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what's HOT? what's NOT?

Not HOT as in temperature but HOT as in food trends. What's out there that you think is the IT food? What's not so hot? Or is food not meant to be trendy?

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  1. Tartare and carpaccio everything (oddly, even veggies) seems to be a hot food trend at the moment. And gourmet mac 'n' cheese is even bigger than ever--a trend I hope never ends.

    11 Replies
    1. re: gina

      Where do you live? Those dishes were hot in Mexico City about 8 years, & in L.A. about 4 years ago.

      1. re: Eat_Nopal

        That's nice. What dishes are hot in Mexico City and L.A. now?

        1. re: gina

          Very gracious of you. Actually, I still see tartare and carpaccio on Bay Area menus.

          1. re: gina

            I am very sorry... I didn't mean to be insulting in any way... I am just very curious about how trends spread. A couple of months ago I was in Chicago & had a suprising conversation. An Ohio resident told me about how Martinis are just starting to be the in thing there & he asked me if they are popular in L.A. I commented it that Martinis were the big hit around 1999... when the Sour Apple Martinis were all the rage. Then I told him to expect Ohioans to drink Vodka on the Rocks pretty soon. Incredious... he said something like... next you are going to tell me that Tequila is popular. And of course I informed him that good Tequila is old news...its all about the Rum now.

            So given the Internet & the fast speed of communications... I am trying to understanding how it is that trends actually spread & how long they take.

            So I am honestly very curious about where you live.

            In terms of what is hot in Mexico City... there are number of them:
            > Pre-Hispanic Tasting Menus (Lots of Vanilla & Ground Chocolate used in Savory Dishes, Pre-Hispanic Herbs like Hoja Santa, Epazote, Native Varieties of "Oregano", Basil, Mint & Anise)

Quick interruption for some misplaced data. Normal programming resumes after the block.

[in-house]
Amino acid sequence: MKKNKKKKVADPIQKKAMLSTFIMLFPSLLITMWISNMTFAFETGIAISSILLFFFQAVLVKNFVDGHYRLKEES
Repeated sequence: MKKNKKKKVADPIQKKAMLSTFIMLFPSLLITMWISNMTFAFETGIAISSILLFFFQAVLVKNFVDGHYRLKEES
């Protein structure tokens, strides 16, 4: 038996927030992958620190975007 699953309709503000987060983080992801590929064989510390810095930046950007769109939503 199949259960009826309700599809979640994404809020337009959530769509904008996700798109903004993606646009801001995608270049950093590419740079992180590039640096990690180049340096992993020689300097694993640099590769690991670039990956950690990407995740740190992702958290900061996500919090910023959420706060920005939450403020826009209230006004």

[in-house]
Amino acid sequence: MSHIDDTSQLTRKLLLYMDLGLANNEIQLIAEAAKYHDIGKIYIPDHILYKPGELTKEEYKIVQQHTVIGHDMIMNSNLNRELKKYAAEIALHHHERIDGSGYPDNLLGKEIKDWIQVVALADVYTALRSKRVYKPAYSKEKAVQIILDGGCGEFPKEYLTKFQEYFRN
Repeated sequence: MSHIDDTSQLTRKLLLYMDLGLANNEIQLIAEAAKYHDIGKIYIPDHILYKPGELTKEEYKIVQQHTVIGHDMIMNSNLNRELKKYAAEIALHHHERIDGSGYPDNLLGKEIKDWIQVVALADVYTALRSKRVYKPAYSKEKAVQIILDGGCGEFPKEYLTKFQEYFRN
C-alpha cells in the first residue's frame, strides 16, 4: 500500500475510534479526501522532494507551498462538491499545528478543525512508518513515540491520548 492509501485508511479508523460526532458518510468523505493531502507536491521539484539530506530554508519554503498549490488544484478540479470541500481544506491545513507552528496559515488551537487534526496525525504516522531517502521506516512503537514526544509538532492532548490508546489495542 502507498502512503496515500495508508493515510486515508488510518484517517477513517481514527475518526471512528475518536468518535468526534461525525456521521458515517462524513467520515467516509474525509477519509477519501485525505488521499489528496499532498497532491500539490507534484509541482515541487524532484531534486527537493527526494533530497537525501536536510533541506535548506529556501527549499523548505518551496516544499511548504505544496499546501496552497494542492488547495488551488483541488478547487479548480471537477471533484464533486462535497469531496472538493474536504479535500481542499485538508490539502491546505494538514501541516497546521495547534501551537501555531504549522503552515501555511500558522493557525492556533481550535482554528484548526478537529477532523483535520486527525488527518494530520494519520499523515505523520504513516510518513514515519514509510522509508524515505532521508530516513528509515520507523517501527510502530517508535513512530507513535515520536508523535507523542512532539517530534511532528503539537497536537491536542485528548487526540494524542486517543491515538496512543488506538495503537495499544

> California Cuisine is all the rage in Mexico City. Restaurants range from casual California style Salads, Pasta & Pizza to Pan-California Wine Cuisine that brings the best Pairings from Alta California (U.S.) & Baja California.
            > Mexican Wines. They have now displaced French & Spanish wines as the most consumed in Mexico & there is a whole fuss about figuring out what foods to create for pairing with Baja California's wines (which are based on Classic Varieties)
            > Foams, Aromas & other fad items from the scientific cuisine movement.
            > Duck Carnitas seem to be on every menu

            In L.A... the big thing seems to be the heavy Thai & Spanish influences in California & New American cuisine.... Scallops in Red Curry Reduction with Pineapple Polenta (Thai) & Calamari with Spicy Fava Beans & Frisse in Squid Ink Vinaigrette (Spanish) would be a perfect example. Also all kinds savory Flan (custard).

            1. re: Eat_Nopal

              I think most people pick up on trends from their friends/local establishments, not the Internet. Fancy "martinis" are hot now in a small city a mere hour from Boston.

              1. re: Aromatherapy

                Yeah... but you would think that Restaurateurs & Bar Keepers travel & try to bring back ideas to the regional hubs like Chicago... from which they would spread to small cities like Cincinnati etc.,

                1. re: Eat_Nopal

                  One could reverse that and say that you would think that big cities could get over the latest trend and see that the smaller cities are getting by with just great food.

                  I personally love creativity, but trends produce the opposite. They're one person's, or a small group of people's, creativity exploited by anyone with a license to market the trend. To me, a truly HOT trend is something that lifts up the entire industry, rather than giving a crutch. The ubiquitous figs and dates are a crutch, whereas local farming/produce is really lifting up the entire industry. That's the big difference I think. That's why I believe that small plates in some manner will stick around well past mojitos and deconstructed this or that, because they provide something really useful, not just copies of someone else's, albiet good, idea.